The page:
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Review of "One Bird, Two Stones" by Dixie Witch

review-of-one-bird-two-stones-by-dixie-witch

2003: a year that was awash with boybands, poptarts (girls singing insipid Pop-music), and rap. The only things that were remotely Rock in a mainstream context were the after-birth of Nu Metal and those loathsome, so-called “Rock-revivalists.” The irony was Rock did not need to be revived as there were a slough of great Rock bands just below the mainstream's surface. Dixie Witch was one such great band, but, like its peers (Animalcule, The Darkness, The Sword, Ogre, The Quill, etc.) the band received little support. Indeed, with more gain than a detergent factory and more grooves than the most bewrinkled face, Dixie Witch all but blow the errant notion that “Rock is dead” completely out of the water.

The Dixie Witch album One Bird, Two Stones is a textbook example of just such a refutation. Punctuated with the melodic bass-stabs by Curt Christenson, the record begins with the frenetic Get Busy. With its high-octane groove, this tune would make a great substitute for that coffee enema you give yourself every morning.

The second track on the record is Goin' South, and my initial reaction was damn! If this is an example of going South, I want to take that trip a lot. The song features a walloping, detuned, and fuzz-drenched riff, which, comes crashing down on one like a hundred-foot wave, played over the top a groove so deep it was as if Godzilla created the ruts!

Just when you thought it could not get any better than Goin' South, BAM, we have a new champion! More Of A Woman features the same massive riffs and groove (plus the snarling, wah-drenched vocals of Clayton Mills). This song is the sonic equivalent of being curb-stomped by that hot babe you've had your eye on.

Move over Simple Man! Here comes The Wheel! If ever there was a textbook example of a power-ballad this is it. A song with a sense of desperate melancholy, it starts out with delicate and haunting acoustic guitar-work by Clayton Mills, and then gives way to massively heavy choruses. The song also gets extra credit for having an Iommiesque breakdown which gives way to a poignant Clayton Mills guitar solo with a perfect tone.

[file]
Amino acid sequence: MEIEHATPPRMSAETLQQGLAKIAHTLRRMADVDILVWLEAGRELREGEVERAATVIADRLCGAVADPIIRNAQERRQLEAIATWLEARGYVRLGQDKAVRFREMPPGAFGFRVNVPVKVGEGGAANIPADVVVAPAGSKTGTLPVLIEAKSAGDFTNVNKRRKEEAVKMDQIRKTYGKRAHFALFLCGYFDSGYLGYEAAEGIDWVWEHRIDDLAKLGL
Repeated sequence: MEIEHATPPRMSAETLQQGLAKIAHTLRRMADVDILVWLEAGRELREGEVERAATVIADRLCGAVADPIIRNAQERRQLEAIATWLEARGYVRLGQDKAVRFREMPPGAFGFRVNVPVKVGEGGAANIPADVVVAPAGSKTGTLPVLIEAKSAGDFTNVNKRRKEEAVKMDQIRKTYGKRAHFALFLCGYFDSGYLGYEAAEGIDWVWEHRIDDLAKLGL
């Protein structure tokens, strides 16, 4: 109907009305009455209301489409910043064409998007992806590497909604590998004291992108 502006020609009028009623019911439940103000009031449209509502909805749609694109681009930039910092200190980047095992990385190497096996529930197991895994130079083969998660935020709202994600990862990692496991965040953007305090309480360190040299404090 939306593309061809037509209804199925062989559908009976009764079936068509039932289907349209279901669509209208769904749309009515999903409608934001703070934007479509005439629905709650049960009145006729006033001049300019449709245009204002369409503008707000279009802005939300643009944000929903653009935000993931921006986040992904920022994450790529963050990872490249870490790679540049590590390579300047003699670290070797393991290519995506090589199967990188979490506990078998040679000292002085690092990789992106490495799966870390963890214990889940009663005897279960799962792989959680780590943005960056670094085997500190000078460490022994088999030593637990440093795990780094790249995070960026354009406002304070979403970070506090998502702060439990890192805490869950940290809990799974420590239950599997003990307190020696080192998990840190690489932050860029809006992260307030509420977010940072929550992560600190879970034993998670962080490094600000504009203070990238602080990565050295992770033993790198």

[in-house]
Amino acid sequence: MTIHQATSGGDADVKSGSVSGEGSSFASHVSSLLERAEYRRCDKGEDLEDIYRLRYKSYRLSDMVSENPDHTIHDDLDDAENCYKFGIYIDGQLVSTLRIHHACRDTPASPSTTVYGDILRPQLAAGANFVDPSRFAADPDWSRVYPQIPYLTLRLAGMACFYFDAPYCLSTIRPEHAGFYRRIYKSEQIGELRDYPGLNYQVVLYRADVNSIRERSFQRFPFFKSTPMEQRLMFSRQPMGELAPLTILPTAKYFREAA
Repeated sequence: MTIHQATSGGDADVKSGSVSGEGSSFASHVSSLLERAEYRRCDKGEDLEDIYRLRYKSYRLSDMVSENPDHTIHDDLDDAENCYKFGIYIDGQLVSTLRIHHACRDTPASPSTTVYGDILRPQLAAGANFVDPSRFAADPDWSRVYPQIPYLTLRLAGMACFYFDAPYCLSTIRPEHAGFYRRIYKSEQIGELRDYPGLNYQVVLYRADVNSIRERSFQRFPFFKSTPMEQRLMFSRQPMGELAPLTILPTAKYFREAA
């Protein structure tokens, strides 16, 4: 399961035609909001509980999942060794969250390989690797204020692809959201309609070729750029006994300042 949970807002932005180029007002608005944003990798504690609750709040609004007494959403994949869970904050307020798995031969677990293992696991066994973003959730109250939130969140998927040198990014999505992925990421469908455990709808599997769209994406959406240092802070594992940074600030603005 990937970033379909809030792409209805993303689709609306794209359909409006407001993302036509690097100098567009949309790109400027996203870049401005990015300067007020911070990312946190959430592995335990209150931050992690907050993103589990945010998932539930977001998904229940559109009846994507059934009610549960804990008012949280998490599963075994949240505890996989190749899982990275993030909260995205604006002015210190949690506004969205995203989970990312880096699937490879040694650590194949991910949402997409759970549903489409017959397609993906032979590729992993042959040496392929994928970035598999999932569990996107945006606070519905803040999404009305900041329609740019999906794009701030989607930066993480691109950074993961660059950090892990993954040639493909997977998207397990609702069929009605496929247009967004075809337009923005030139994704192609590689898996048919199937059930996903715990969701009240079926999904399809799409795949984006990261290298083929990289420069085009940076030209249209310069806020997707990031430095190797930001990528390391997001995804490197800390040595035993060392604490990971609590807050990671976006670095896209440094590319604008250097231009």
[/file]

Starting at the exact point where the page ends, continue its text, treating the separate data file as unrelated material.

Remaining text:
The fifth track on the album is On My Way, and the band was certainly on its way...to writing another great song! This song features the usual pummeling riffs and groove but this time with a more buoyant mood.

The sixth track is a semi-ballad called Driftin' Lady. Its textured parts a little more grittier than the textured parts in The Wheel, it is, nonetheless, a rocking and rollicking song that should dominate everyone's Ipod list. After all, it's a song about a breakup; so how couldn't it be grittier?

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The seventh track is called Makes Me Crazy, which ambles up to one like a sidewinder. Especial praise should be meted out at this moment to Clayton Mills for his guitar tone, which is thick, warm, but has tons of clarity, and, on this track, he certainly does not disappoint.

Taking the tempo up a notch comes Turbo Wing. With its relentless, churning rhythms, this track puts most practitioners of “Groove Metal” to shame. This song also illustrates how Clayton Mills' guitar tone is so thick and full he does not need a second guitarist to help out with the rhythms.

The ninth track is the swinging and sultry Here Today Gone Tomorrow. Starting out with Hendrix-like guitar-figures drenched in Uni-Vibe, this song quickly turns into another superb power-ballad. Now this is how power-ballads are supposed to be written.

Finally, the album ends with the song Traveler. A more upbeat song, it features jubilant, arpeggiated guitar-figures. However, not to worry, it retains the same fierce groove as the other songs on this record. Add to this the ferocious slide-solo courtesy of Clayton Mills and you have another great song. Think the folksiness of The Allman Brothers with the heaviness of Pantera.

In sum Dixie Witch was one of the many great bands, who came out in the 2000s soon to be forgotten. Do not let the group stay that way.

Buy "One Bird, Two Stones" by Dixie Witch

The band's page at Small Stone Records

"More Than A Woman" by Dixie Witch

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